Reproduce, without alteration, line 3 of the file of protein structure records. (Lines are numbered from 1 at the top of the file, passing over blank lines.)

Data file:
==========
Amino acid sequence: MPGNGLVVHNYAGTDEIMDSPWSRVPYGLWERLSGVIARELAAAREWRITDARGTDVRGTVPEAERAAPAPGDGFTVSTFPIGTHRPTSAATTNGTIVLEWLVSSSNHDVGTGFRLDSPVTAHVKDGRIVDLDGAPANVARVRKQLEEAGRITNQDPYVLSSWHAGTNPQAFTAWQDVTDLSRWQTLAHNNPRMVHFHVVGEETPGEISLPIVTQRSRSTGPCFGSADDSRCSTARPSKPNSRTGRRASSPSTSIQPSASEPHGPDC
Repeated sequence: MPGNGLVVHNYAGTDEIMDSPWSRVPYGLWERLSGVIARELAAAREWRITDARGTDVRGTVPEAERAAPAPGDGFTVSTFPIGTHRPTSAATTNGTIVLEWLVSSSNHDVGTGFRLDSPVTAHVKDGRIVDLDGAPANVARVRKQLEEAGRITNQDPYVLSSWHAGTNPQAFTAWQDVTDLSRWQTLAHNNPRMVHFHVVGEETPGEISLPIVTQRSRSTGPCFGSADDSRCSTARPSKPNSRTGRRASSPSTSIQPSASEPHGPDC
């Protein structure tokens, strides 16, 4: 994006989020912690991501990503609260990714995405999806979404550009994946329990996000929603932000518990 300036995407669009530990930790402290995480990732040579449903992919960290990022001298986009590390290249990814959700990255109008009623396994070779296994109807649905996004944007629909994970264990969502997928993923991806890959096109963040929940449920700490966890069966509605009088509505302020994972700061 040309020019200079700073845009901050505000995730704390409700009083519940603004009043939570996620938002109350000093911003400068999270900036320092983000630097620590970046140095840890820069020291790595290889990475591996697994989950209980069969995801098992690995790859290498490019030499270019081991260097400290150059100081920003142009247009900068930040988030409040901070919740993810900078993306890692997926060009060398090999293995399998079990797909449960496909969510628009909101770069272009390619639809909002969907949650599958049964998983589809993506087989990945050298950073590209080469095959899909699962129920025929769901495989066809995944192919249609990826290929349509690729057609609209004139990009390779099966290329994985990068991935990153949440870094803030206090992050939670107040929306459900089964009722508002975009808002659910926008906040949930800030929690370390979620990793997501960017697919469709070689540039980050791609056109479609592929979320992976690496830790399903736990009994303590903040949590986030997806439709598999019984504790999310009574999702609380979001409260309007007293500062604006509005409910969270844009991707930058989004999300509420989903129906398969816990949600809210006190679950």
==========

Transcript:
């Protein structure tokens, strides 16, 4: 994006989020912690991501990503609260990714995405999806979404550009994946329990996000929603932000518990 300036995407669009530990930790402290995480990732040579449903992919960290990022001298986009590390290249990814959700990255109008009623396994070779296994109807649905996004944007629909994970264990969502997928993923991806890959096109963040929940449920700490966890069966509605009088509505302020994972700061 040309020019200079700073845009901050505000995730704390409700009083519940603004009043939570996620938002109350000093911003400068999270900036320092983000630097620590970046140095840890820069020291790595290889990475591996697994989950209980069969995801098992690995790859290498490019030499270019081991260097400290150059100081920003142009247009900068930040988030409040901070919740993810900078993306890692997926060009060398090999293995399998079990797909449960496909969510628009909101770069272009390619639809909002969907949650599958049964998983589809993506087989990945050298950073590209080469095959899909699962129920025929769901495989066809995944192919249609990826290929349509690729057609609209004139990009390779099966290329994985990068991935990153949440870094803030206090992050939670107040929306459900089964009722508002975009808002659910926008906040949930800030929690370390979620990793997501960017697919469709070689540039980050791609056109479609592929979320992976690496830790399903736990009994303590903040949590986030997806439709598999019984504790999310009574999702609380979001409260309007007293500062604006509005409910969270844009991707930058989004999300509420989903129906398969816990949600809210006190679950």